Question: It’s the highlight of all stories when protagonists will corner to choose a critical decision, like in Star Wars, Luke wants to bring Vader back to light side and must confront him but if he’ll do, he might use his anger facing his father, he might harm him and become a sith, but if he won’t, his father might be totally defeated by the dark side and Palpatine’s empire will continue to reign. The same thing in Hunger Games, when the game committee announces that there should be only one winner, Katniss get trouble if she’ll select the victory and will kill Peeta whom she had an emotional attachment with. I would like the character's dilemma in my novel to be effective and believable, in creating on it what must I consider?
What you're describing is the main character's personal crisis, which is part of the main character throughline, a series of events that illustrate the main character's inner conflict.
Your main character will begin the story with a particular way of doing things or solving problems. This initial approach then comes under pressure, usually because of an impact character who has a different approach. The impact character forces the main character to consider whether his approach is the best.
The main character's crisis is the moment when he/she ultimately decides whether to change and adopt the impact character's approach or stay with (perhaps double down on) his original approach. Whatever choice the main character makes, right or wrong, will determine if he is able to achieve the story goal.
To take the examples you cite...
In Return of the Jedi
, we see Luke initially as the embodiment of Jedi values. Then he is pressured by Darth Vader to switch to the dark side. This reaches a crisis when Vader threatens to attempt to turn Leia to the dark side. Luke makes his ultimate decision to remain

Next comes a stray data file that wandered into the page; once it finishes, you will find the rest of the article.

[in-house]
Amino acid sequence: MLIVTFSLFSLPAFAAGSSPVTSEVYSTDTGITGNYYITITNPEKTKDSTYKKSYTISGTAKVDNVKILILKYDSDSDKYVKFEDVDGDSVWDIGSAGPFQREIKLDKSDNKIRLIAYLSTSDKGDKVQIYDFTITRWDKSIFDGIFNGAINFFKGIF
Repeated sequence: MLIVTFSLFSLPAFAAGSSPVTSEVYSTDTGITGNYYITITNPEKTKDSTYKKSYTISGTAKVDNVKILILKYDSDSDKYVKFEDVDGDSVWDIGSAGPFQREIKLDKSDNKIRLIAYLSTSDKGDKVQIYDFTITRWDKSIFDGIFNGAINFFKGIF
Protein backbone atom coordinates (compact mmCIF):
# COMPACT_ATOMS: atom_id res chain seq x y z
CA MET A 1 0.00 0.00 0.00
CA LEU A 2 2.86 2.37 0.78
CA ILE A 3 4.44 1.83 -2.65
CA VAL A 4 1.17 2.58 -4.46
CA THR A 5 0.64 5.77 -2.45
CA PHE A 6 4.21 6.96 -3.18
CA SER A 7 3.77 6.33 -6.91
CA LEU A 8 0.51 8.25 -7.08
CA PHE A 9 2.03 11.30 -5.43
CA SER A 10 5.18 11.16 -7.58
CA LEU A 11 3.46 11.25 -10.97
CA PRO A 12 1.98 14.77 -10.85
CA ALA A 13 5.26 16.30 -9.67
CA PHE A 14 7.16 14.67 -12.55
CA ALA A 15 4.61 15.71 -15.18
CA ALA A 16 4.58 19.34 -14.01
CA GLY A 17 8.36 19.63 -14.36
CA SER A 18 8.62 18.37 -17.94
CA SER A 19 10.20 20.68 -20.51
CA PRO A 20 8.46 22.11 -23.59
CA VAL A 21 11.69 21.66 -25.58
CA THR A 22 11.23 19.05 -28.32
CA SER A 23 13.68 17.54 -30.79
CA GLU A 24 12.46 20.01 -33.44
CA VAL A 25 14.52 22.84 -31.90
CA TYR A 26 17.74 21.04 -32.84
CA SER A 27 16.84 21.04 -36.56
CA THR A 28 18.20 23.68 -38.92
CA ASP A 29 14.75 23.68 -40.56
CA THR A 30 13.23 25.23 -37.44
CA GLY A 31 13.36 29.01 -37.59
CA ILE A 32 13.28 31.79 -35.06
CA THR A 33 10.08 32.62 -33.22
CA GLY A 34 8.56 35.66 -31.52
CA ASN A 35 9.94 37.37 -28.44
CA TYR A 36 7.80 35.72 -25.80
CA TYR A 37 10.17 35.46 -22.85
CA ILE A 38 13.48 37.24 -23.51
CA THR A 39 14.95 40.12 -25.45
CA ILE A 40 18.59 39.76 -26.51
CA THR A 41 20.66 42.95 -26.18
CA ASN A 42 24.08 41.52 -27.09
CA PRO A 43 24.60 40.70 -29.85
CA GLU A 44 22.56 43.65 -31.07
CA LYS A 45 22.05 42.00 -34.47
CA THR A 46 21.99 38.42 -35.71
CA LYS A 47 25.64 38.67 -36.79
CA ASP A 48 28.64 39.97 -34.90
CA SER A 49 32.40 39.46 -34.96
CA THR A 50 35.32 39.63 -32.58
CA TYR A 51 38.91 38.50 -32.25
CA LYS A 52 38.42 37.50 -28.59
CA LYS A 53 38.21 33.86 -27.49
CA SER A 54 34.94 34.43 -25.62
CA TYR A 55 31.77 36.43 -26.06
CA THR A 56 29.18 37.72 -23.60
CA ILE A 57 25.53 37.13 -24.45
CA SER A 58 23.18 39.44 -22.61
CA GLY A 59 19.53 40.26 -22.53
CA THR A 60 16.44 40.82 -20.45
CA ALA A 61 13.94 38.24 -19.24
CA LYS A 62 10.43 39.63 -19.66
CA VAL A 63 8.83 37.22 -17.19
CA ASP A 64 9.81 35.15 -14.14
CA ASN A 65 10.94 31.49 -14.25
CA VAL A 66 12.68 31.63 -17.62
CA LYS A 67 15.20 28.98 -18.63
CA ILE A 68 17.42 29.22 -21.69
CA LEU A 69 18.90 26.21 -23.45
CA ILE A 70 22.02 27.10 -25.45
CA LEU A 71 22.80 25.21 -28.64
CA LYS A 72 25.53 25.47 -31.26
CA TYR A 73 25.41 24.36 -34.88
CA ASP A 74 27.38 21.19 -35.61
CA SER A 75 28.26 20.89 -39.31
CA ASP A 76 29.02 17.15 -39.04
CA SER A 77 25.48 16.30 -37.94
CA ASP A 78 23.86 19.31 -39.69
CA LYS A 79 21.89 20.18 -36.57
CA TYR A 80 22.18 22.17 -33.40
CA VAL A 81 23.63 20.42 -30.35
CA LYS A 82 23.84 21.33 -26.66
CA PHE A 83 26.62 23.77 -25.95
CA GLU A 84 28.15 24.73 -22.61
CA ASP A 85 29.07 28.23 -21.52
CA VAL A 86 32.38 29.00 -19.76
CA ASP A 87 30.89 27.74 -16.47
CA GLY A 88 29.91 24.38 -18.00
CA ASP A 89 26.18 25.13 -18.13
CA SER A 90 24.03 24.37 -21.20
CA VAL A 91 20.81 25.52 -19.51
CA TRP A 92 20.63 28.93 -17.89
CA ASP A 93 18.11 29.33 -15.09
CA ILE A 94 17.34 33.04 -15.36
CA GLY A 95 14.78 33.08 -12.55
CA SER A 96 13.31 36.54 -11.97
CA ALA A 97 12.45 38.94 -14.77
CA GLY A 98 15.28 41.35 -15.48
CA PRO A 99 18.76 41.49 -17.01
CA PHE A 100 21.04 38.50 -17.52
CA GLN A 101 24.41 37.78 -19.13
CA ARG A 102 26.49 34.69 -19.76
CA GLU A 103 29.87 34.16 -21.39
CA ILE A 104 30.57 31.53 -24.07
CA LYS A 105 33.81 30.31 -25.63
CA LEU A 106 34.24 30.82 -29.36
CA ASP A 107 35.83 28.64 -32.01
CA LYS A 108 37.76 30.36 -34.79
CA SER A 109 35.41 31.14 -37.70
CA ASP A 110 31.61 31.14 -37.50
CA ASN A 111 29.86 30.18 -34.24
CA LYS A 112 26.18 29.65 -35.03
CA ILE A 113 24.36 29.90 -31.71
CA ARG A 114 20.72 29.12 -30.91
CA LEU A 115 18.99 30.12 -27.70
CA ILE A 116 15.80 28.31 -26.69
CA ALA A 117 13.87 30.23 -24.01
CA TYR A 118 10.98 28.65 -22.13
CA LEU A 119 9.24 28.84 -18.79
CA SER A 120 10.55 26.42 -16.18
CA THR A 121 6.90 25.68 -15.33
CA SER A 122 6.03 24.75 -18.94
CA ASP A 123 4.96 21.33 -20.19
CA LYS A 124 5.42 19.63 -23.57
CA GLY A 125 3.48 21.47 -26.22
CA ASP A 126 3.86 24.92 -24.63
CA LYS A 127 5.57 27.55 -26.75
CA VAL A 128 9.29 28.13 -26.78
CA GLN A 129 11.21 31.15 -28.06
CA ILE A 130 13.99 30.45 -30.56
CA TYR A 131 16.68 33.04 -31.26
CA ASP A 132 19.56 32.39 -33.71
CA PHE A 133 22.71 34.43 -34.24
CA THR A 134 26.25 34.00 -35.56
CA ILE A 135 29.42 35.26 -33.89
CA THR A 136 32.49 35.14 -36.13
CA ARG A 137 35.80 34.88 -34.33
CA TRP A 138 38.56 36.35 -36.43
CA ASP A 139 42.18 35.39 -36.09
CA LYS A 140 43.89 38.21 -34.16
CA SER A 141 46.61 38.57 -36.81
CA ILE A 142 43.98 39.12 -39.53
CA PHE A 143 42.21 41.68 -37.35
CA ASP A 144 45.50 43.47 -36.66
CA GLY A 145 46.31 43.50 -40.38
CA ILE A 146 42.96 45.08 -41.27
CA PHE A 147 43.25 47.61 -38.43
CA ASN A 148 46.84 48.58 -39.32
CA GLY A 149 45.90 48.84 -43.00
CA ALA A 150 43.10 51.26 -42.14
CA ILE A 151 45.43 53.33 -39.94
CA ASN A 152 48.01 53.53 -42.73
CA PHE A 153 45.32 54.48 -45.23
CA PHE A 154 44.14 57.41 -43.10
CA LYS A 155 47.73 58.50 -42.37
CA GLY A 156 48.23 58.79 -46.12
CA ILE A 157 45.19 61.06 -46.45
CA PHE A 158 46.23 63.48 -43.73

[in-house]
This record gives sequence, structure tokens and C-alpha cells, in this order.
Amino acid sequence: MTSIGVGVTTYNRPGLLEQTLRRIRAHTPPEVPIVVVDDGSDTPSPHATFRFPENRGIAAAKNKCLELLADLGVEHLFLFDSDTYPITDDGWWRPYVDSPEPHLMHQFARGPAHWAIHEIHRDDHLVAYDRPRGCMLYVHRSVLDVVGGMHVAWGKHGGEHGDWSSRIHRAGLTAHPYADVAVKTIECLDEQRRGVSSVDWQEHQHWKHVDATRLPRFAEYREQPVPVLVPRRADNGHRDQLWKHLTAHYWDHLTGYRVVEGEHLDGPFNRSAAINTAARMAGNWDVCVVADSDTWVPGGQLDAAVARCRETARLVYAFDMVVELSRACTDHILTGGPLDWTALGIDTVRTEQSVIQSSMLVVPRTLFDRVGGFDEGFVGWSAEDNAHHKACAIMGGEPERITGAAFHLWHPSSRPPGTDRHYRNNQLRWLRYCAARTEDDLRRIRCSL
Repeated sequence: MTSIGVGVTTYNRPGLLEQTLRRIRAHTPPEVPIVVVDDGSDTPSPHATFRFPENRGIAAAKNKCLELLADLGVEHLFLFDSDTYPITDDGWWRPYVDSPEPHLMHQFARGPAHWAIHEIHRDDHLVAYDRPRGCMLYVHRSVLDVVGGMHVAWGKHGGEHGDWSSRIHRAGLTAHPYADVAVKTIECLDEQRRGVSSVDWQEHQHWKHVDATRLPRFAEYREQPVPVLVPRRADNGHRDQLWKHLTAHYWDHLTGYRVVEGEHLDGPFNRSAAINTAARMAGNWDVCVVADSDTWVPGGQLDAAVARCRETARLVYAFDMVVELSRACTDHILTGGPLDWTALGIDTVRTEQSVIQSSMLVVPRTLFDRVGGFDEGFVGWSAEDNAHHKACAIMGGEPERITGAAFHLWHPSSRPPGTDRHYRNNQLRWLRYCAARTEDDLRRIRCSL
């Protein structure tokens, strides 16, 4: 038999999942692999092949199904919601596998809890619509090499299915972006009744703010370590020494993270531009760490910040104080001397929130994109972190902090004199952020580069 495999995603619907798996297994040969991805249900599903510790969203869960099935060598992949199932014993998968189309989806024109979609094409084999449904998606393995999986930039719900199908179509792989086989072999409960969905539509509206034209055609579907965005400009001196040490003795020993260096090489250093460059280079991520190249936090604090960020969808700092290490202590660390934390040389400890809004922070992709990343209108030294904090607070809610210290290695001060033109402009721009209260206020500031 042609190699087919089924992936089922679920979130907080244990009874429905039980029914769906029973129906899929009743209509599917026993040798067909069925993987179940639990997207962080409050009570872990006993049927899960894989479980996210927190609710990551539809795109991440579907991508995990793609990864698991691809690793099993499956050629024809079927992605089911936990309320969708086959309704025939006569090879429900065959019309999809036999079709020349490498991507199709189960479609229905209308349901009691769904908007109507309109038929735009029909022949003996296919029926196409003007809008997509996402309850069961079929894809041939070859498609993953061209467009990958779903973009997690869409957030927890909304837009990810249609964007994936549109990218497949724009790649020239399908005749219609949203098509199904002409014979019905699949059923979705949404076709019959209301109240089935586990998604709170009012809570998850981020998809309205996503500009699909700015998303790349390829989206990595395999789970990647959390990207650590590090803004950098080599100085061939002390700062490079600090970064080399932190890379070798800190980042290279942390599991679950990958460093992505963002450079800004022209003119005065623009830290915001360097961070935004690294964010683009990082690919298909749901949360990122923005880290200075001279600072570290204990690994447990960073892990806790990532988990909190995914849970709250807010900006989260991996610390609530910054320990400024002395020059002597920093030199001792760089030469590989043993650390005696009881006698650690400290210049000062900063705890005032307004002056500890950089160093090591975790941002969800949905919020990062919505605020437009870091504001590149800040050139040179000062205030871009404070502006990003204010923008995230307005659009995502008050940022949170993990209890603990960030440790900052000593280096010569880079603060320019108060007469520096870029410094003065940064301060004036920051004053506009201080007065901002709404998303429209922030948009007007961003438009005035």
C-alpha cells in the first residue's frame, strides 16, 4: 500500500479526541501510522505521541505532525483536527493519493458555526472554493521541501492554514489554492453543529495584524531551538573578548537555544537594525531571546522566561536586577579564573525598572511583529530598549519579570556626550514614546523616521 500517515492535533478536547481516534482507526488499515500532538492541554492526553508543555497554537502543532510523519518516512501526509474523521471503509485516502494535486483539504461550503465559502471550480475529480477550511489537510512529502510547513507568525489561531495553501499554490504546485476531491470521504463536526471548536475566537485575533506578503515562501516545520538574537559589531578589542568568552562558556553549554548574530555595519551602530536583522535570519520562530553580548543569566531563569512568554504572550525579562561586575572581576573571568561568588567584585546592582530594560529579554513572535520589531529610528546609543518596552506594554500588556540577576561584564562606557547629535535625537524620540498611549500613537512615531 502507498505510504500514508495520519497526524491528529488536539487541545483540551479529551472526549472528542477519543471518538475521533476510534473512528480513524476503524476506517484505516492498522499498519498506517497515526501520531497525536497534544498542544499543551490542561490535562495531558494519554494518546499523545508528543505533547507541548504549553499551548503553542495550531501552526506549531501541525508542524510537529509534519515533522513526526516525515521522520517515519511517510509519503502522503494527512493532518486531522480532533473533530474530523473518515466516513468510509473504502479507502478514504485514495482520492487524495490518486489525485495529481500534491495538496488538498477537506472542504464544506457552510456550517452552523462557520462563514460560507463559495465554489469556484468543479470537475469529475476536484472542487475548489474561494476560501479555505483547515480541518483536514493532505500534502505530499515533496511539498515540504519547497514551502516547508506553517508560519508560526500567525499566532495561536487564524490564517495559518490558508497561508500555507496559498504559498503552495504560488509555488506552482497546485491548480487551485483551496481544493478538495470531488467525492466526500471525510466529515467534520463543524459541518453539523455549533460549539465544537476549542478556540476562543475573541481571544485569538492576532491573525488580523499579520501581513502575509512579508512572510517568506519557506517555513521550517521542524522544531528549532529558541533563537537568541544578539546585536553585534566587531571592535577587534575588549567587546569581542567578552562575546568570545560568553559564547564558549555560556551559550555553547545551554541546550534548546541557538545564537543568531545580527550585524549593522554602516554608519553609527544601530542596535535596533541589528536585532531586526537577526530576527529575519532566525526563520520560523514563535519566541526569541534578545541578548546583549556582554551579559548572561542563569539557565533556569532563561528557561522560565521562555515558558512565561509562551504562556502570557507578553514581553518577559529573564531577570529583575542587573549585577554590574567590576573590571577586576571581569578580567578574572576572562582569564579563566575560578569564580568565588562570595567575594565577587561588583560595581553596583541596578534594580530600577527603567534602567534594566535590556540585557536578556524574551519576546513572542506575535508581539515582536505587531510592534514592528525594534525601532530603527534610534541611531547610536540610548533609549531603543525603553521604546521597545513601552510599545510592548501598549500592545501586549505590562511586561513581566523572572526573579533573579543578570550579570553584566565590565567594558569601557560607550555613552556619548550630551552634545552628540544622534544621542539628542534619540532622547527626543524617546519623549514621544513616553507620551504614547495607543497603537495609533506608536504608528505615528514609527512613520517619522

steadfast when he refuses to kill Vader and tosses aside his light sabre. Because of this choice, Vader and Luke together are able to defeat the Emperor.
In The Hunger Games
, Katniss begins the story as someone who has learned to suppress certain aspects of herself and her humanity in order to survive. For instance, when her sister brings home a kitten, Katniss's first reaction is to drown it rather than have another mouth to feed. After the reaping, she lets herself be changed and controls her behaviour in order to survive the Games. Peeta, however, offers her a different perspective. He doesn't want the Games to change him. In other words, he feels that it's not really survival if you lose your humanity in the process. When Rue dies, Katniss remember's Peeta's words and chooses adapt his approach. She honours Rue's body, even though it will earn her the Capitol's rath and later refuses to kill Peeta. As a result, she survives and retains her humanity (though she earns the Capitol's displeasure).
Bottom line: you have to consider the main character's decision as part of a complete arc. It cannot be something that comes out of nowhere.
You should show who the main character is in the beginning and how they are pressured to change. Then you can show their decision and its aftermath -- whether that decision was good or bad for the main character personally, whether it leads them to inner peace, contentment, or happiness. You also should show that their choice determines whether they achieve the story goal.
It also helps to develop your impact character throughline. Make your impact character someone who can really pressure the main character to change, so that the reader can feel the main character's dilemma. It helps if the reader cannot be certain ahead of time what the right decision will be or whether the main character will make the right decision.